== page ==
Reg, no, I ordered from Bay Laurel. I only live about 20 miles from there, so that way I can avoid shipping if they have what I am looking for.
Nice to be close enough for pickup
Thank you, you really have an interesting climate over there… I meant Royal Crimson Cherry but I honestly have no clue about the taste.
Actually, Royal Crimson was one of my original choices. But Bay Laurel doesn’t have it on Maxma 14, only Mazzard, so I chose Lapins in place of it.
Will be looking to double up on my more trouble free varieties instead of…or at least, more than venture into new territory in regards to varieties…
Just saw this, sorry - no its an apple from the 50’s, no patent
Already ordered Nutting Bumpus (about time!) & Windham Russet scions from Fedco.
Am seeking another variety shunned by codling moths to go with the two that never need protection here: Redfield & Hunt Russet. Have heard or read good things about Little Benny & Glockenapfel on that score. If something comes up, I’ll order scions from Temperate Orchard Conservancy. It needs to be mid-season blooming (good chance of that!) to set seed for both Redfield (earliest blooming) & Hunt (which starts mid-late & after Redfield is finished blooming).
I’ll probably order some MM106 from Raintree or elsewhere to see how it performs. Am stooling my own Geneva 30 (not many shoots, but reliable each year) M26 (probably last time around; swelling at the graft union becomes a problem) and will start stooling Budagovsky 118 next year.
Arkansas Black is pretty safe from coddling moth…but is a skimpy bearer in my experience.
My Arkansas Black is biennial — a lot of fruit one year, nothing next. I’m not a big fan of its flavor though, King David (supposedly AB’s progeny) is much better IMO.
That is one I plan to graft next spring. How is it for pc’s? I had never heard that before about anything not bothered by codling moth.
I own Honeysweet, the impression I get is that the rootsock can greatly affect how young a Honeysweet tree produces, after 4 seasons of no edible fruit it appears that 2020 will be the first year that it produces edible fruit, fifth season is not bad considering 4th season is the soonest that the variety supposedly can produce it’s first edible crop, eventually the fruit is great and very high production, here is a link on my forum to information about it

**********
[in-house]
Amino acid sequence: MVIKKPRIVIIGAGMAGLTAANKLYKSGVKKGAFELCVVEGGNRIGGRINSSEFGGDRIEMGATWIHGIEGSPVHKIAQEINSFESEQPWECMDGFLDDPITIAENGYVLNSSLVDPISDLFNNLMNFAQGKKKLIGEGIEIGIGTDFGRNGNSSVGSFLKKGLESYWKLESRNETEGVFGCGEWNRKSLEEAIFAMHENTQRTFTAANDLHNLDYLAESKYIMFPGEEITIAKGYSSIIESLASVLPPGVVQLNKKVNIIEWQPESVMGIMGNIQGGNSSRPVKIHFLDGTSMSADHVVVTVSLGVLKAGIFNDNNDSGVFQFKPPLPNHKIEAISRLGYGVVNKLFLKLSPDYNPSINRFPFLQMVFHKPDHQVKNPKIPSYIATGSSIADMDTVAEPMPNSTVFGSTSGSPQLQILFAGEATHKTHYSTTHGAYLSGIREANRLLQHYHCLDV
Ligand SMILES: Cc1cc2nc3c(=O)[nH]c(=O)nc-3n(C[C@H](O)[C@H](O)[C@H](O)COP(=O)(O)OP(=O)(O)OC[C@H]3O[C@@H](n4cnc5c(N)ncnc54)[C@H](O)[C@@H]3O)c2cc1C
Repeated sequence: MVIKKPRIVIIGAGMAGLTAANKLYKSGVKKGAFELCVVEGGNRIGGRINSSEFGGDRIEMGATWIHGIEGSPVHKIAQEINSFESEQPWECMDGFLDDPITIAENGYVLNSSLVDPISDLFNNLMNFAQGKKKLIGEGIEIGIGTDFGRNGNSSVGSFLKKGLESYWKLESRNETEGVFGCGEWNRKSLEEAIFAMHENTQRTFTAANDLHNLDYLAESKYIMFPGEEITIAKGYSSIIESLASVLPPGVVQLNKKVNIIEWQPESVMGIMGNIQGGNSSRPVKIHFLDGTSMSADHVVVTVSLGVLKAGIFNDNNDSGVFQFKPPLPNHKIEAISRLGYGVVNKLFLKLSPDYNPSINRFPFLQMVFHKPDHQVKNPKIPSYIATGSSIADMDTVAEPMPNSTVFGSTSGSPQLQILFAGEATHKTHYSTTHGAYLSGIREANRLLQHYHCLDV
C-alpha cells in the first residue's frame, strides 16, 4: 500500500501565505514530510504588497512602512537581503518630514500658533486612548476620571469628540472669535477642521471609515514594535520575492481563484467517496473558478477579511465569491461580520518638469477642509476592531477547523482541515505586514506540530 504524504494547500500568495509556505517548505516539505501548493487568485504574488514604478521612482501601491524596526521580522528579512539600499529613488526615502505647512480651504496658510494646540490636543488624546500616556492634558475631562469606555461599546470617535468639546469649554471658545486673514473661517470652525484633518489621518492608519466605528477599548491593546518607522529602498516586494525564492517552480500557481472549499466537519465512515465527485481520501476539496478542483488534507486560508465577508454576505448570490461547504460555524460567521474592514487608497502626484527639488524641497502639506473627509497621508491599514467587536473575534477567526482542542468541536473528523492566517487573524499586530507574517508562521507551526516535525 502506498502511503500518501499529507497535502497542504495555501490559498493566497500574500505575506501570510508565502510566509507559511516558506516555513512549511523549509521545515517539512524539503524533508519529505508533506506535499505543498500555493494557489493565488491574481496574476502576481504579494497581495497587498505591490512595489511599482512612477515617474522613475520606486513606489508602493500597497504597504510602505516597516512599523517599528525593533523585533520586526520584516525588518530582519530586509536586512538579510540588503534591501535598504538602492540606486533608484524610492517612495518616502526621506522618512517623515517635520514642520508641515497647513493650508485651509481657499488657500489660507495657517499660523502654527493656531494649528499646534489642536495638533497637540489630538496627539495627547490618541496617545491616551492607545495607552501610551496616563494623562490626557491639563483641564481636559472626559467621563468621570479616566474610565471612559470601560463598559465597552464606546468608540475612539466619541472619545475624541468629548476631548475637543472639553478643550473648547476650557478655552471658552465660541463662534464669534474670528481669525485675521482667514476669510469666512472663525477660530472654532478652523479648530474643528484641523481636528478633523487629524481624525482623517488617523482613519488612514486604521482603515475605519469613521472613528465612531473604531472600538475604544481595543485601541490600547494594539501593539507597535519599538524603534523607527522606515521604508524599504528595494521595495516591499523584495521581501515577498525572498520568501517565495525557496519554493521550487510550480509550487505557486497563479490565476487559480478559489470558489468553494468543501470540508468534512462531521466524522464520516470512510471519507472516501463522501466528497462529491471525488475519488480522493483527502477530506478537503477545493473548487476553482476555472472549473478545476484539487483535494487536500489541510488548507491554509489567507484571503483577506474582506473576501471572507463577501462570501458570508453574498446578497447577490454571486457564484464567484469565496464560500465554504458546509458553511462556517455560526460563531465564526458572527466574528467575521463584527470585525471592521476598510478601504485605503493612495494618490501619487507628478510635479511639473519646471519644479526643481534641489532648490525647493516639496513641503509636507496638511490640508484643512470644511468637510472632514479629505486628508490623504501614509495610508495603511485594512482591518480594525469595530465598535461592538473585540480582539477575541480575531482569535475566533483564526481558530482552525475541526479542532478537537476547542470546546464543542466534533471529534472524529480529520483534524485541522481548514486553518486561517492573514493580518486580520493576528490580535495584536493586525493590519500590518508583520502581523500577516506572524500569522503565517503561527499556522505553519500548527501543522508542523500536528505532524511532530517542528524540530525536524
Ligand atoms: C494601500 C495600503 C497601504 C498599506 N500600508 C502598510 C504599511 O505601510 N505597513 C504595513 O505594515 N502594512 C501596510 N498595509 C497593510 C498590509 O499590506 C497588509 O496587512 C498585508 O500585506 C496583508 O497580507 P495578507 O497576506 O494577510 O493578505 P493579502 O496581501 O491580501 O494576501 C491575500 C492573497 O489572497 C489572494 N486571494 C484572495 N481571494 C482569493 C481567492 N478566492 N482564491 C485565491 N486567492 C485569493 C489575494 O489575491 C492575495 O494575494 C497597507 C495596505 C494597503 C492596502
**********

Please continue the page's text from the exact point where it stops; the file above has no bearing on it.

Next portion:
I want to buy 8-1-338 and paulk muscadine, but no nursery has been found.
This Nursery claims that they will be selling ‘paulk muscadine’ soon, look at the last page https://www.isons.com/wp-content/uploads/2019/10/2020-Catalog.pdf
I cover most of my apples with orchard socks bought from Home Orchard Society. No need for this action with Redfield or Hunt R. Neither is a big tree with full crops yet, but so far nary a single worm.
I’m ordering apple, peach, pear, and persimmon rootstocks. Red Haven peach scion, plus whatever I don’t manage to trade for from Willoughby black currant, 1301 white currant, and Harrison apple. I may also get some figs or honeyberries, but I also might wait another year.
Ive been eyeing redfield for years. Lower moth susc makes it a notch more appealing
I was going to wait until January, but decided to go ahead and order a Prok American persimmon. File this in “almost 2020”.
Redfield came here via bench graft from Maple Valley Orchards, in Wisconsin, on M26 (maybe EMLA26).
The tree spreads pretty fast & I’d hoped to put it in a narrow spot, so moved it to a neighboring front yard. I planted it deeply so it would begin creating its own roots. Caring for it is a bit trickier this way, but the foliage & bloom are both ornamental; fruits nearly black with color outside. Inside the flesh is very red about 2/3 in from the skin.
I also grafted from this li’l tree to Geneva 202 some years back & transplanted it to an orchard near town. That tree is still mostly upright, offering a sample fruit this year. My friends took a bite & she said to him, “Oh honey, cider!” It also makes glorious pie.
Redfield blooms earliest, is frost tolerant then, is PSF or SF. I’ve not seen disease, apart from some scab on foliage, bears young so one might be prudent to strip it until it reaches size, ripens first half of October. It is reputed to keep only 4 weeks. Not enough fruit on it yet - moving both has slowed growth a year or so - to find the limits of storage potential.
We grafted Honeysweet to OHxF333 this spring and it’s grown well for us so far. If I remember correctly, the variety was originally developed in NH so perhaps it’s happier in the Northeast (or similar climates) than in Kansas.
Thank you for posting the link, mamuang. Very interesting, though I do have some questions about the Waimea list. In particular, I see that they identify Kidd’s Orange Red as a tip-bearer and therefore advise against using it for espalier, but other knowledgeable sources describe Kidd’s as a spur-bearer:
Keepers actually describes Kidd’s as “free-spurring” and offers it for sale in a variety of espalier forms.
In response to @Plum’s question: of the varieties you mention, I think that I would choose Ashmead and Cox for espalier, but as mamuang says, there’s also the question of what’s going to work best in your particular climate.